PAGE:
Did you know that the energy requirements (often stated in calorie numbers) you see listed for the average person, or even the average athlete for that matter, aren’t actually adequate for the physical demands dancers place on their bodies every single day?
Unconvinced? It’s ok, I get it!
What we tend to see in the media, and even some older dance nutrition-focused books (or single chapters in dance books that talk about nutrition in very outdated ways) suggest that dancers take their BMR and add X number of calories to determine their daily personal energy requirements. This is not only incorrect but actually can be quite harmful to your performance AND longevity! Let’s break this down.
What is BMR?
BMR is the acronym for Basal Metabolic Rate. It’s an educated guess of your energy requirements/daily caloric needs for life sustaining activity. Life sustaining activity is essentially a day of you laying in bed, watching Netflix. No standing, no eating, no drinking, no going to the bathroom, simply regular breathing, and other “life sustaining activities” needed while chilling on the couch.
If you Google “how to determine your BMR,” you’ll notice that the automated calculators require similar inputs to if you were calculating your BMI (body mass index), which I’m realizing we also need to discuss in the blog. To make a super long rant short, BMR and BMI are incredibly superficial determinants of health, and no where near the best way for you to determine your daily energy requirements.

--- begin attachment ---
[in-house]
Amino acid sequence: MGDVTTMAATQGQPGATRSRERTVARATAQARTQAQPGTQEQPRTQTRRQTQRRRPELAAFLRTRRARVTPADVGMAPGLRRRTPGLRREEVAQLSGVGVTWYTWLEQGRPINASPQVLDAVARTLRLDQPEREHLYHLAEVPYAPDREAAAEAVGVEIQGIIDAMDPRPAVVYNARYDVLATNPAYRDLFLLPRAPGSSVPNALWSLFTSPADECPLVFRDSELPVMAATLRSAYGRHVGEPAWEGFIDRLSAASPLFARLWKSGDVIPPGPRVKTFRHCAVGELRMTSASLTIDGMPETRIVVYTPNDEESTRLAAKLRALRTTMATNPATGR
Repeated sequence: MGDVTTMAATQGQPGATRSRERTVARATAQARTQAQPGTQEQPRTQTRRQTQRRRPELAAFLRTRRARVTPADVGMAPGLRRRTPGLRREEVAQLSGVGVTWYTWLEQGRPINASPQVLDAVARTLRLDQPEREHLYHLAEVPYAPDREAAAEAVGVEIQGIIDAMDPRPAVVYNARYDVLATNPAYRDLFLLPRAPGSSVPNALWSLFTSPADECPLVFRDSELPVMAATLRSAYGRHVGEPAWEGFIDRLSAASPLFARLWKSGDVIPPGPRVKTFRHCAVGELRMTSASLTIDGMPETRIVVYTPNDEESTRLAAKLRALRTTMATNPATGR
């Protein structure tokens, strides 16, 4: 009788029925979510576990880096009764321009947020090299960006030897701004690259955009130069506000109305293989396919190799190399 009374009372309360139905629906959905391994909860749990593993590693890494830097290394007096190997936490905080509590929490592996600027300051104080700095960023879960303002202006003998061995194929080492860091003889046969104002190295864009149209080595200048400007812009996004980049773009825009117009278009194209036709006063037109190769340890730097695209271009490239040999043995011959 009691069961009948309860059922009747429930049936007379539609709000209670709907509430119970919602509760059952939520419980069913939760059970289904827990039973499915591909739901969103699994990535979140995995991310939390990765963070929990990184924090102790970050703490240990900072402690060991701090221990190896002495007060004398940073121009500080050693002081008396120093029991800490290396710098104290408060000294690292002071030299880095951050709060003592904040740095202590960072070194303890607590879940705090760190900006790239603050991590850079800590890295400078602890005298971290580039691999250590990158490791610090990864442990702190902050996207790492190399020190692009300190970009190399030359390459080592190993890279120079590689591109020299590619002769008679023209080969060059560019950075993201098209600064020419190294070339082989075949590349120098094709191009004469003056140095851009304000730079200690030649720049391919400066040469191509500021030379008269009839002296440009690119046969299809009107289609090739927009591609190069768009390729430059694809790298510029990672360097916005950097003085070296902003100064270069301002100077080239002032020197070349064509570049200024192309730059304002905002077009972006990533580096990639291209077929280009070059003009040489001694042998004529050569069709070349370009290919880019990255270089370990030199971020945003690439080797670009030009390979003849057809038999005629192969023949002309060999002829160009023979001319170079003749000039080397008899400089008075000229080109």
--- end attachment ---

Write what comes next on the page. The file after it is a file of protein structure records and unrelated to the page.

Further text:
Figuring our your BMR goes beyond height, weight, and age (that’s how it’s an educated guess, as I mentioned above). Other vital factors that are vital to consider are genetics, family history, body composition (muscle + fat mass), hydration status, sleep quality + quantity, physical activity + rest, and so much more.
So if BMR is an educated guess…
How do I know if I’m reaching my daily energy requirements?
There are some pretty obvious symptoms you might experience if you’re not meeting your personal energy requirements on a regular basis.
When sleeping, do you wake up sporadically for an unknown reason?
Do you feel really groggy and it takes you additional time to really wake up in the morning?
Have your energy levels generally hit a slump no matter the amount of caffeine you consume?
Are you experiencing periods of extremely high energy and periods of extremely low energy over the course of your day?
Are you noticing new and annoying aches and pains that aren’t usually present?
Do these aches and pains persist even when you do your normal body care routine (like warming up, cooling down, stretching + foam rolling)?
Are you continually feeling weak even though your cross training/strengthening routines have helped you feel strong and boost muscular tone before?
If you answered yes to any, some, or even all of these questions, it’s a good idea to take a look at the what, how, and when of your food + nutrition habits. Chatting with your dance nutritionist is a great first step. If you’d prefer to try something on your own first, maybe start by eating breakfast, adding a pre-class, and/or adding a pre-rehearsal snack and see what happens to your responses to the questions above.
Not meeting your daily energy requirements overtime, worse issues are likely to arise. These are symptoms that dancers really don't want to experience because they decrease your performance longevity, things like increased risk of injury, loss of bone strength, decreased muscle mass and strength, reduced immune health, and other things like hair loss, poor sleep, chronic fatigue, and more.
Consistency is your key to success, and don’t let some arbitrary number determine whether your daily food habits are adequate for your high levels of dance training and performance.
While writing this blog, I got about 15 bajillion ideas for new blog posts so stay tuned for more on similar topics like BMI, calories, body weight, body composition, and more!